The other aspect of focusing on the person is backing them on their ideas. Being a person who helps get buy-in on ideas that their directs are trying to move forward, and displays that publicly, can build a strong report between manager and direct. Bill is also willing to go the extra mile, whether it’s connecting the individual, or help get the individual invites into the right organization or group.

Listening and Observing

Reading about Bill Campbell’s leadership, it definitely seems like one where he operates primarily in the background. Rather than be the driver of a big idea, Bill helps support those who wants to drive.

When one request’s Bill’s advice, he likes to jump into the meetings and observe. From there, he gives a recommendation privately to the person driving the initiative.

I think this type of leadership really helps the individual grow. It’s very tempting to go in as a manager and try to drive or fix things yourself, but that doesn’t provide a learning opportunity for the individual. Instead, I’ve found that letting someone take the lead, and rapidly and aggressively giving feedback, allows the person to achieve tremendous growth.

Concerns with The Book

  • The book claims to be data driven, but it seems like they are picking and choosing studies that correlated to the philosophy of Bill Campbell, rather than finding studies of effective managers and seeing if Campbell fits them.


I think Trillion Dollar Coach is a very helpful book to help one realize the need to be focused on growing and investing in your directs, rather than driving everything from the top. The book also goes over some great examples to help one understand better what it means to execute on these philosophies.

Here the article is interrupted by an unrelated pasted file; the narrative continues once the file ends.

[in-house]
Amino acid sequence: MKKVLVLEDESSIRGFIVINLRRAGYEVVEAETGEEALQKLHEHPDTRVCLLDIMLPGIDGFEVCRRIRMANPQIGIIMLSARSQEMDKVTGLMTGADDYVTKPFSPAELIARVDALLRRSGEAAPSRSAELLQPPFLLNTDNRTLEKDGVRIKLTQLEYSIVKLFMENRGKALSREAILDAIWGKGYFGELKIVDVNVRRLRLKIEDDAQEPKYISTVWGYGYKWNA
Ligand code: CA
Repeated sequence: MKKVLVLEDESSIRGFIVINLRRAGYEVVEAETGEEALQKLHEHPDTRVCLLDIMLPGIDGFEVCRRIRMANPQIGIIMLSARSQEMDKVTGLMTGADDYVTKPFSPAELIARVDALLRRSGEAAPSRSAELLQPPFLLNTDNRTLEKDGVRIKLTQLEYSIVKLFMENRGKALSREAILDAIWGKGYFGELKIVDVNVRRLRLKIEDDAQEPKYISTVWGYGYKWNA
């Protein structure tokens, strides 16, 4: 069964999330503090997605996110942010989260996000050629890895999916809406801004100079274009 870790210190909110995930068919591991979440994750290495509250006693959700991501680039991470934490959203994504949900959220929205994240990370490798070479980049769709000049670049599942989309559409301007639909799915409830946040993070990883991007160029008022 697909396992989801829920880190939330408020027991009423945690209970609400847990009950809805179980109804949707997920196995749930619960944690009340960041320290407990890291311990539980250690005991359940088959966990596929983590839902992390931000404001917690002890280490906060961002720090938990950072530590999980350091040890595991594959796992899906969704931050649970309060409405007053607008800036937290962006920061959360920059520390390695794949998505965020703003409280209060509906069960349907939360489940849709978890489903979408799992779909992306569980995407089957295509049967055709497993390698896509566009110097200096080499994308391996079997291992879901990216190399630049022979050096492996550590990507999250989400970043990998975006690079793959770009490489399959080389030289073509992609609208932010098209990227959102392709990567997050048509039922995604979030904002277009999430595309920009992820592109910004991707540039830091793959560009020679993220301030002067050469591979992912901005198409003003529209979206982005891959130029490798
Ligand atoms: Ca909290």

It’s very easy to get caught in the rat race of an organization and lose sight of what will really ensure sustained growth of a team. Books like these are great because it helps remind me the need to focus on people, and inspiring examples that showcase the impact that kind of leadership can have.

Book Report: The Signal and the Noise

The Signal and the Noise by Nate Silver focuses on the use of statistical models to forecast and predict real-life events such as weather or presidential elections. Nate Silver is also famous for running fivethirtyeight, a website dedicated to predicting outcomes of political races and sports. Nate was the author of PECOTA, an algorithm to determine the performance profiles of baseball players.

The book is split into two sections: one around a state-of-the-world description of difficult to predict or forecast events such as earthquakes, then goes into ways to improve these events.

For me, the big takeaways are:

Models Should Forecast Results on a Spectrum, Not a Single Yes / No Answer

Oftentimes the results of statistical models are announced as a single answer: e.g. there is a 10% chance of a magnitude 4 earthquake occurring tomorrow. This type of declaration can cause models to look less accurate than they really are, as it does not include the wide range of outcomes that have some chance of occurring.